• In The Order of the Stick, Durkon has a Scots-like accent; this is lampshaded on more than one occasion ("He can pronounce 'stratosphere' but not 'the'?").
    • At one point he writes a letter in the same manner. When told he didn't have to transcribe his accent, he responds "Transcribe my what now?"
    • One of the prequel books reveals that the OOTS universe has a spell called "Comprehend Inconsistent Accents" specifically for dealing with such characters. It causes a translated speech bubble to appear alongside the character's regular one.
  • Gunnerkrigg Court renders some characters' accents this way: Surma's Yorkshire accent, Zimmy's (presumably) Birmingham accent, and Red's completely fictional accent. On the other hand, the main characters avert this: Antimony has a slight Yorkshire accent and Kat has a slight Scottish accent, but we only know this because Word of God says so.
  • JD, the scientist Space Pirate from the webcomic Metroid: Third Derivative (named himself after "the greatest pirate in human history: Johnny Depp"), speaks with a German accent ("Just take ze damn veapon already."). At least, his W's are written as V's, and his S's are Z's. When he's alone, though, he sometimes drops the accent ("Thank God, now I can drop this stupid accent I used to impress the idiot.").
    • And on one occasion: "And vhat is ze deal with my accent! It rages out of my control!"
  • Averted with the Adventures of Dr. McNinja villain Frans Rayner. The Alt Text in the strip in which he is introduced reads:

I'm afraid you'll have to imagine Frans's accent without my help. It looks just far too silly typed phonetically.

  • In Misfile garage owner Harry has the most appalling Cockney/Welsh fusion accent. Thankfully his appearances are rare.
    • That's because it's Just for Pun; his garage is called "Aries".
  • Lackadaisy Cats has several examples: Viktor (Slovak), Aunt Nina (Irish) and the Savoys (Cajun).
    • "Now he got no lag room bag dare." Hee hee.
  • Kroenen and Johann Krauss of Hellboy both have phonetic German accents (and Krauss speaks in his own capslock font).
  • Tony from Charby the Vampirate speaks with a very strong accent that may or may not be intended to be something Germanic (Elements of his backstory indicate that Tony came from Germany or somewhere thereabouts, but the accent is not recognizable as such).
    • It's a 1920's New York gangster-speak accent (hence the preference for the word "youse") mixed with a slight lisp and his natural Germanic accent.
  • Dwalin the Dwarf from Irregular Webcomic speaks with a hoots-mon style scottish accent that is spelt out phonetically in the comic itself. Generally it's perfectly easy to understand so long as you're familiar with the scottish vernacular "ken" which means "know". The "vision impaired transcript" however provides the phonetic version and a translation, like so:

Dwalin: So, hoo mooch of thus epic quist ye're on ha' ye achivved soo far? [4]

  • Maria, Bjorn and Johan of Anders Loves Maria are from a rural, northern part of Sweden, so Rene Engstrom renders their dialect in English with a Lancashire-like funetik spelling.
  • Done intermittently in Nip and Tuck, for the character's "hillbilly/redneck" accents. The author mercifully spares us the use of this trope for long speeches.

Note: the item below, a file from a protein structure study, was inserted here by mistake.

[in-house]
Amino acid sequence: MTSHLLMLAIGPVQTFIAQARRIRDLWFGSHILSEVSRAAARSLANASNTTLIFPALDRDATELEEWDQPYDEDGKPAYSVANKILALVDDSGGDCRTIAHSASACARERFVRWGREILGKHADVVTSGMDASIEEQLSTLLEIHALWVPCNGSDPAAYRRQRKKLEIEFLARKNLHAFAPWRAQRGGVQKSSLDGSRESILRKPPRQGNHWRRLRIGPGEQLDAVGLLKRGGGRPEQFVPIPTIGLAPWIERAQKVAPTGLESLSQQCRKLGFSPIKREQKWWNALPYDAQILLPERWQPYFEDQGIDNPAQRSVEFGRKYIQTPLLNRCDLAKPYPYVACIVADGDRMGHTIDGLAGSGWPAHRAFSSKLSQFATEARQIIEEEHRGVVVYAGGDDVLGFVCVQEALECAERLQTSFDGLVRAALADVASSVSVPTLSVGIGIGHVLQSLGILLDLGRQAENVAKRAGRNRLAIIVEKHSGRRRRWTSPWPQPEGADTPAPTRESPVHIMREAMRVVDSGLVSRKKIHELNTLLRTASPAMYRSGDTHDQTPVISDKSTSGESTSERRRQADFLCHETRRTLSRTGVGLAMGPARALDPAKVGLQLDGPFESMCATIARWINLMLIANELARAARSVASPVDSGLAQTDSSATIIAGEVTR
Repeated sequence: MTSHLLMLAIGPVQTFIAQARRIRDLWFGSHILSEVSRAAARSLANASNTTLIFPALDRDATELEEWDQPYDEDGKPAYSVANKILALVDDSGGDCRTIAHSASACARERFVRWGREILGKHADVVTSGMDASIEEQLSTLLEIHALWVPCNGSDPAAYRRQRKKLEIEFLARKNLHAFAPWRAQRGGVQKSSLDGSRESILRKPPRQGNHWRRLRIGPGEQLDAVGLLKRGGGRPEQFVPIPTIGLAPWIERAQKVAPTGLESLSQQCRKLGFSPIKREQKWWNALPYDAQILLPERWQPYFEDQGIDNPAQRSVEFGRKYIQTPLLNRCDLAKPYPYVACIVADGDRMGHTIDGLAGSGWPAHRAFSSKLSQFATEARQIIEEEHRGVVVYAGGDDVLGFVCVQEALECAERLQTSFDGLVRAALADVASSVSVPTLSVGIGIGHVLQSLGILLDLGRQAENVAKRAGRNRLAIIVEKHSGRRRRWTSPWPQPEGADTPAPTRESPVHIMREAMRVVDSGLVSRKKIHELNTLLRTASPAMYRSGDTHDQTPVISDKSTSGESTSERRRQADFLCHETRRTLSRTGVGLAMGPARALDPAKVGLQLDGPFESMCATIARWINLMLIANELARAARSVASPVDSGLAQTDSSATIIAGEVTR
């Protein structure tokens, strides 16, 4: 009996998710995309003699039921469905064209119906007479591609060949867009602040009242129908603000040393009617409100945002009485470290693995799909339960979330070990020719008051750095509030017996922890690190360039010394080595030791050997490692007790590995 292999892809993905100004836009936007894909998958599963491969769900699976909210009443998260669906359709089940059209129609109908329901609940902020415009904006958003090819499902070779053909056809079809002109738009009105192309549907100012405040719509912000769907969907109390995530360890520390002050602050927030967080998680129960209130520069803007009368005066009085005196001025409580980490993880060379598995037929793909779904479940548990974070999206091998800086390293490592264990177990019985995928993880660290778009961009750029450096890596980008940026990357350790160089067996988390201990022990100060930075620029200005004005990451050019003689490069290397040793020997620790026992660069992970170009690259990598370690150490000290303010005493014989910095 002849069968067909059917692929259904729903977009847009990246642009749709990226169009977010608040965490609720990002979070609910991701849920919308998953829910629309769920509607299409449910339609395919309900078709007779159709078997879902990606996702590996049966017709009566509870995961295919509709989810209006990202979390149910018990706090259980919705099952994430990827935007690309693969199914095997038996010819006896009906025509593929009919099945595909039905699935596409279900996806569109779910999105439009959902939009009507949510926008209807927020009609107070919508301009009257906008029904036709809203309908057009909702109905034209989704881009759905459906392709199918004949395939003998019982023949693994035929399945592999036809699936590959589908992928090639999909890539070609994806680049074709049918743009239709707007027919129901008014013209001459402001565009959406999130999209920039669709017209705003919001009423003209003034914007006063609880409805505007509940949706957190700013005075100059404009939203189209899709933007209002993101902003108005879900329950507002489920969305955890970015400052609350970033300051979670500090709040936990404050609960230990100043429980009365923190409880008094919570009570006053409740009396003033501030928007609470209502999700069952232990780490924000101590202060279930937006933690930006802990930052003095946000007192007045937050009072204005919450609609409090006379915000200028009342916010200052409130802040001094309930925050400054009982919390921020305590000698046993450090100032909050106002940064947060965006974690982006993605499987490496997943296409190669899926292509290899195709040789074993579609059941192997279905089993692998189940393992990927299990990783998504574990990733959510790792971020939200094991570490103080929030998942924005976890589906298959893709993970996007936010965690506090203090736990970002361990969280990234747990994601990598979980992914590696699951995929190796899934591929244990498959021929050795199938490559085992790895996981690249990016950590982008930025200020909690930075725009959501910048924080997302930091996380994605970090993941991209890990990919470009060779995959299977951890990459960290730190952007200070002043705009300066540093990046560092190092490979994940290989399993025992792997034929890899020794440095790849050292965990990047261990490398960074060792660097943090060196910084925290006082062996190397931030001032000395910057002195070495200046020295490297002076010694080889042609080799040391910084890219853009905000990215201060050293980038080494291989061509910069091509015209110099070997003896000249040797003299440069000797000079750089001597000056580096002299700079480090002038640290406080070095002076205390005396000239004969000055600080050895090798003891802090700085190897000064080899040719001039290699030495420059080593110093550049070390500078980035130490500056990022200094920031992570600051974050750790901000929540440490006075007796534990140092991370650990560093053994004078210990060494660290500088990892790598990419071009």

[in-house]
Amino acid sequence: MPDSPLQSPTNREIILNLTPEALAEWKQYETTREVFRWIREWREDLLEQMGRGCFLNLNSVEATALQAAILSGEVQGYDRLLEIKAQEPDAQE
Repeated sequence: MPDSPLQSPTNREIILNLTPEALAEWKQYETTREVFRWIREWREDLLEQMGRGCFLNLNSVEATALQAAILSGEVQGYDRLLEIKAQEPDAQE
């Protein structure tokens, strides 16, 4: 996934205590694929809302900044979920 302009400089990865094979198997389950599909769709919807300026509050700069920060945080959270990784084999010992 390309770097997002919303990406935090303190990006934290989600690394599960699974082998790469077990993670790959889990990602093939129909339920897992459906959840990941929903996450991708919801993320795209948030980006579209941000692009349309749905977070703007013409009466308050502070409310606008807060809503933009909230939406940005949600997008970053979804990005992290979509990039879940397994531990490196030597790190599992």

• Darths and Droids has fun with this
  • The Adventures of Wiglaf and Mordred - Driver and Galen both speak with very heavy accents (Deep South and Russian, respectively). In Driver's case it's shown in The Rescue arc (and Word of God) that she gets it from her father, who also has a noticeable southern accent.
  • Angus speaks with a Scottish Funetik Aksent. This wouldn't be notable outside of Angus' species except that the author is himself Scottish, and he doesn't give any of the other characters such treatment, so one wonders exactly what the effect he was intending.
  • All Over the House played this for laughs in a news report about regional accents on street signs; which were apparently intended to enhance 'local identity'.
  • The Martians in Triquetra Cats: "'ul gonna da'z be ohhzen else Miss Ushiro?, Borrrd'n iz ha Starport 3B y'un da eur gran' trip!" "if yoo'll ho ye, ay wur hactually deal'n wi d'lydy in front hay yeur! Ohz tiribly soz 'but dat but ohz clap d' ammust flecht teur d'lunaaar colonoys, baint fe sex os sa yaeur wonnot be yabble ta..."
  • In The KAMics Sven & Oli speak in a Scandahoovian accent. Fortunately they don't show up much.
  • Each of the trolls in Homestuck has a unique typing quirk that apparently mirrors how they actually speak: Kanaya Carefully Enunciates Every Word She Says; tAVROS, uHH, tENDS TO FALTER; Eridan has a kind of wwavy soundin accent; Vriska is very dramaaaaaaaatic; KARKAT IS ALWAYS RAGING AT SOMETHING; 2ollux 2peak2 with a lii2p; and so on.
  • Darrik of The Cyantian Chronicles, when he's speaking English.
  • In Wapsi Square, Euryale's southern accent is rendered this way.
  • In Bloody Urban, Angelica speaks vvith a vvery thiick Яussian accent, vvhiich iis rendered like thiis.


Web Original[edit | hide]

  • Stetson MacLee does this in Darwin's Soldiers story Nietzsche's Soldiers 2.
  • The tumblr-famous meme, "WHY U NO guy," is usually imagined by speaking in an accent.
  • Quinsy in The Motley Two speaks like this - and, this being the Homestuck universe, also types this way.